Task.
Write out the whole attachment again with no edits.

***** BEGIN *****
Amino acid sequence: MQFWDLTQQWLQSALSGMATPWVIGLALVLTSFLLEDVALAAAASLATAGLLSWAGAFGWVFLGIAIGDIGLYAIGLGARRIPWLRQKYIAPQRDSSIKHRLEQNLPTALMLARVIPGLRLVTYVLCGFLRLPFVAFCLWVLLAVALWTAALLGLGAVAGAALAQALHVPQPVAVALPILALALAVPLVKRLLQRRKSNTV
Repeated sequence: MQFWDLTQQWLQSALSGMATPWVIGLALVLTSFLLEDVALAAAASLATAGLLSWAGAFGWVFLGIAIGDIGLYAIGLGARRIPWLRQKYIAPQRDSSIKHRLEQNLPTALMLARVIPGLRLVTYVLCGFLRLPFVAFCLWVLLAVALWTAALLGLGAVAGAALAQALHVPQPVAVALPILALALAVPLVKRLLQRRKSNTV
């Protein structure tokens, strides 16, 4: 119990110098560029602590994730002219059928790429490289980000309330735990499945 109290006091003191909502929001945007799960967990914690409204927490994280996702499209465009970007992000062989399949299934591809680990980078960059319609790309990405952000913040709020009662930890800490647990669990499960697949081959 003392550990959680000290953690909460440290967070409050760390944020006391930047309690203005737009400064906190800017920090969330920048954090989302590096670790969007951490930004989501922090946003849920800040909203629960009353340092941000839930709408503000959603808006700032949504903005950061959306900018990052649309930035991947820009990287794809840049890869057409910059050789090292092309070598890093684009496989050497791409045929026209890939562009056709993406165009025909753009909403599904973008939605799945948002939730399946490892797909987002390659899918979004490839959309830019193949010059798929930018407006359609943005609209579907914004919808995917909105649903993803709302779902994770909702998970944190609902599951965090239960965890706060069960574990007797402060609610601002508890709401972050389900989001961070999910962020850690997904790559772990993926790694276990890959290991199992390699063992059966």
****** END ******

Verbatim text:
Amino acid sequence: MQFWDLTQQWLQSALSGMATPWVIGLALVLTSFLLEDVALAAAASLATAGLLSWAGAFGWVFLGIAIGDIGLYAIGLGARRIPWLRQKYIAPQRDSSIKHRLEQNLPTALMLARVIPGLRLVTYVLCGFLRLPFVAFCLWVLLAVALWTAALLGLGAVAGAALAQALHVPQPVAVALPILALALAVPLVKRLLQRRKSNTV
Repeated sequence: MQFWDLTQQWLQSALSGMATPWVIGLALVLTSFLLEDVALAAAASLATAGLLSWAGAFGWVFLGIAIGDIGLYAIGLGARRIPWLRQKYIAPQRDSSIKHRLEQNLPTALMLARVIPGLRLVTYVLCGFLRLPFVAFCLWVLLAVALWTAALLGLGAVAGAALAQALHVPQPVAVALPILALALAVPLVKRLLQRRKSNTV
């Protein structure tokens, strides 16, 4: 119990110098560029602590994730002219059928790429490289980000309330735990499945 109290006091003191909502929001945007799960967990914690409204927490994280996702499209465009970007992000062989399949299934591809680990980078960059319609790309990405952000913040709020009662930890800490647990669990499960697949081959 003392550990959680000290953690909460440290967070409050760390944020006391930047309690203005737009400064906190800017920090969330920048954090989302590096670790969007951490930004989501922090946003849920800040909203629960009353340092941000839930709408503000959603808006700032949504903005950061959306900018990052649309930035991947820009990287794809840049890869057409910059050789090292092309070598890093684009496989050497791409045929026209890939562009056709993406165009025909753009909403599904973008939605799945948002939730399946490892797909987002390659899918979004490839959309830019193949010059798929930018407006359609943005609209579907914004919808995917909105649903993803709302779902994770909702998970944190609902599951965090239960965890706060069960574990007797402060609610601002508890709401972050389900989001961070999910962020850690997904790559772990993926790694276990890959290991199992390699063992059966």